Cricket's timed-out controversy underlines grey areas
Angelo Mathews

Controversy sparked by the manner in which Sri Lanka batsman Mr Angelo Mathews lost his wicket in his country's Cricket World Cup match against Bangladesh on Monday won't go away any time soon.

Mr Mathews had come in to bat in the 25th over of the 50-over contest but was unable to begin his innings immediately, after discovering that the strap of his helmet was broken.

He promptly beckoned to his team's dressing room for a replacement helmet.

In response, Bangladesh captain, Mr Shakib Al Hasan, appealed for Mr Mathews to be dismissed Timed Out, under a law of the game requiring that the incoming batter must be ready to receive the next ball within two minutes.

The umpires ruled Mr Mathews was out.

That Bangladesh went on to win, thus sealing Sri Lanka's exit from the race for a semi-final spot, and Mr Shakib was later voted man of the match, heightened bitterness and the comments in the cricketing world have been caustic.

Neutrals appear to have been mostly extremely critical of Mr Shakib. Sri Lankans have been even more so.

Mr Charith Asalanka, who scored a century for Sri Lanka, said the "dismissal was not good for the spirit of cricket". His captain, Mr Kusal Mendis, said the umpires should have used "common sense", as Mr Mathews had encountered "an equipment failure".

In his defence, Mr Shakib said, "I appealed and the umpire asked me if I was serious, whether I would take it back or not. I said no. If it is in the rules then it is out... I don't know if it's right or wrong. I had to make sure my team wins, so whatever I needed to do I had to do it."

A crucial question is whether the umpires had the authority to exercise discretion. Could they have ignored Mr Shakib's appeal, having seen that Mr Mathews had a difficulty?

We detect an absence of clarity.

This episode jogged our memory back to the 1987 World Cup when Jamaica and West Indies fast bowler Mr Courtney Walsh opted not to run-out Pakistan batsman Mr Saleem Jaffar in a crucial group game.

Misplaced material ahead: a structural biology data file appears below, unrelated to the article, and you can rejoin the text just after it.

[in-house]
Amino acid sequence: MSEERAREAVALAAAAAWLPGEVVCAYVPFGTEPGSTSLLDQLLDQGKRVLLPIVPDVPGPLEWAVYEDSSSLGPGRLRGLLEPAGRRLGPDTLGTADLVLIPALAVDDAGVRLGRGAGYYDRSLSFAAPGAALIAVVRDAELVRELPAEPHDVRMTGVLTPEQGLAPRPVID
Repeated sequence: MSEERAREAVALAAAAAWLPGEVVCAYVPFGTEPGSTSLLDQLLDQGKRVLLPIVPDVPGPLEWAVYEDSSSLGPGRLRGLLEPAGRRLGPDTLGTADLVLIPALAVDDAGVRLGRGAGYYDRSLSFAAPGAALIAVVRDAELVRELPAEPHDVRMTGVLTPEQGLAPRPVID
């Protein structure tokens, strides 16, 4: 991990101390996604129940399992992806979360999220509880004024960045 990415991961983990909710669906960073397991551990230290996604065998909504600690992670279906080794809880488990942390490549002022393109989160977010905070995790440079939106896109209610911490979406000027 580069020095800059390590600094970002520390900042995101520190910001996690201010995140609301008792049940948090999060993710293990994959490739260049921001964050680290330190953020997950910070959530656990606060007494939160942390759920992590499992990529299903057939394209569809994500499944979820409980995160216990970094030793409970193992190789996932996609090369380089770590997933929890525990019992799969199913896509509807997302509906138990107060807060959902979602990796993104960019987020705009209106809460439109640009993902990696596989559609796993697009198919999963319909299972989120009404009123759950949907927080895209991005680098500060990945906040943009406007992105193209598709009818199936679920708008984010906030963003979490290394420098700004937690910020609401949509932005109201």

Mr Walsh was bowling the final over and Pakistan needed two runs off the last delivery to win. On his run-up, Mr Walsh noticed that the non-striker, Mr Jaffar, was well out of his crease. However, instead of breaking the stumps and running out the batter, Mr Walsh pulled out of the delivery and warned him. He then bowled the final ball and saw it being squeezed away for the winning runs.

That loss ended West Indies' World Cup campaign. While, initially, Mr Walsh was harshly criticised for that display of sportsmanship, it is among the exemplary acts that have distinguished his career.

However, in modern sport the need to win is greater than it has ever been — driven in huge measure by commercial considerations.

In the latest case, the bitterness and controversy could have been avoided had the umpires felt empowered to do the sensible thing, which would have been to simply allow Mr Mathews to have his damaged helmet replaced.

It's a signal that the game's governing body, the International Cricket Council, needs to get its act together and eliminate grey areas such as the rules of cricket vis-a-vis the so-called 'spirit'.

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